• Nevin Thompson is the Japan Editor for Global Voices. He is a translator, writer, and journalist, and has been connected to Japan for more than twenty years.

A really good reason why Asians never wear shoes in the house

asianhouse1

Next Shark:

Individuals who have ever stepped foot inside an Asian household probably know that shoes are not allowed.

Shoes are typically removed before entering homes for hygienic reasons — the amount of dirt and bacteria found on them are shockingly disgusting.

Approximately 421,000 different types of bacteria can be found on shoes, according to a 2008 study by the University of Arizona. Of the shoes examined in the study, 96% of them were found to have coliforms, a bacterial indicator of the level of sanitation of foods and water that is also universally found in feces of humans and warm-blooded animals.

In addition, 27% of the shoes were found to have E. coli along with seven different kinds of bacterias. Among them are Klebsiella pneumoniae, a bacteria that causes urinary tract infections, and Serratia ficaria, a bacteria that causes respiratory infections.

Study author Charles Gerba, a microbiologist at the University of Arizona, explained:

“The common occurrence (96%) of coliform and E. coli bacteria on the outside of the shoes indicates frequent contact with fecal material, which most likely originates from floors in public restrooms or contact with animal fecal material outdoors. Our study also indicated that bacteria can be tracked by shoes over a long distance into your home or personal space after the shoes were contaminated with bacteria.”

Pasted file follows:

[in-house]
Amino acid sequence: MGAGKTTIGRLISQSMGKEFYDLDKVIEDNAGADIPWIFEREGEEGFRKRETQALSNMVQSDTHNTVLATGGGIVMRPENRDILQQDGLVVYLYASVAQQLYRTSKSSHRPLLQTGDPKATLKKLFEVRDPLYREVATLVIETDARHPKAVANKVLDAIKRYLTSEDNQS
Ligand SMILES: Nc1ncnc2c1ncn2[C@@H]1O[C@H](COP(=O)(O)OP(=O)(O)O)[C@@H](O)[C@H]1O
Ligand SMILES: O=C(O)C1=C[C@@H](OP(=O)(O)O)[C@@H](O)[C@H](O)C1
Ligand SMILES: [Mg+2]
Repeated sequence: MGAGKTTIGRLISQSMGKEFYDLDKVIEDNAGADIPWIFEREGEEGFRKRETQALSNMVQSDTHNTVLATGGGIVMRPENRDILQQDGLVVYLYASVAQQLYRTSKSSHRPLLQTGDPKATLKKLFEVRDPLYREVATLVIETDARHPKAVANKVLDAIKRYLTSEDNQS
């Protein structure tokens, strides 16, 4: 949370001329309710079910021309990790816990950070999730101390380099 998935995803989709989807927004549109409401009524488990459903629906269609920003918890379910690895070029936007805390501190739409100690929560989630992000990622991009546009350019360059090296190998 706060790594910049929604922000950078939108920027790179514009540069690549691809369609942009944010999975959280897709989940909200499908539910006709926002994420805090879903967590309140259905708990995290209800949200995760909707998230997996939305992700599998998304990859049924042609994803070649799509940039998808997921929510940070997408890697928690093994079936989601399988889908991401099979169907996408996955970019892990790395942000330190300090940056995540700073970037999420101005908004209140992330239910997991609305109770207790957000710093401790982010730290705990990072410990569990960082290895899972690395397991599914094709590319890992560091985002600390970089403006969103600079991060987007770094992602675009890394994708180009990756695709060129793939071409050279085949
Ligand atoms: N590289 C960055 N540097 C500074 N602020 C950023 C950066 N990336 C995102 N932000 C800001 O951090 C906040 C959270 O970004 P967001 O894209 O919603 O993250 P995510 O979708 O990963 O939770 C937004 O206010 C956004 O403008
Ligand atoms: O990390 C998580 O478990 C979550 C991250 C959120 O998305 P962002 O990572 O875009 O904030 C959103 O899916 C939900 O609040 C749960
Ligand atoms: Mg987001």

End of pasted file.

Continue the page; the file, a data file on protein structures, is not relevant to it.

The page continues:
asianhouse2

Bringing shoes into the house leads to a 90-99% chance of transfer of bacteria from dirty shoes to uncontaminated home floors.

If that doesn’t gross you out then this might: public restroom floors have an estimated 2 million bacteria per square inch. However, an average toilet seat has about 50 per square inch.

Kelly Reynolds, microbiologist and professor at the University of Arizona, said:

“We walk through things like bird droppings, dog waste and germs on public restroom floors, all of which are sources for E. coli.

“Think about rain water in the street. It can have gasoline in it and chemicals, and those get on your shoes and can be brought into your home.”

Though with toxins and chemicals, repeat exposure during a lifetime will lead to health related illness.

If that doesn’t convince people to take off their shoes before going inside their house then perhaps washing shoes regularly with detergent will help. The University of Arizona study found that cleaning shoes in the washing machine will kill the presence of bacteria by at least 90%. Floors and carpets should also be disinfected with carpet cleaners such as a steam cleaner.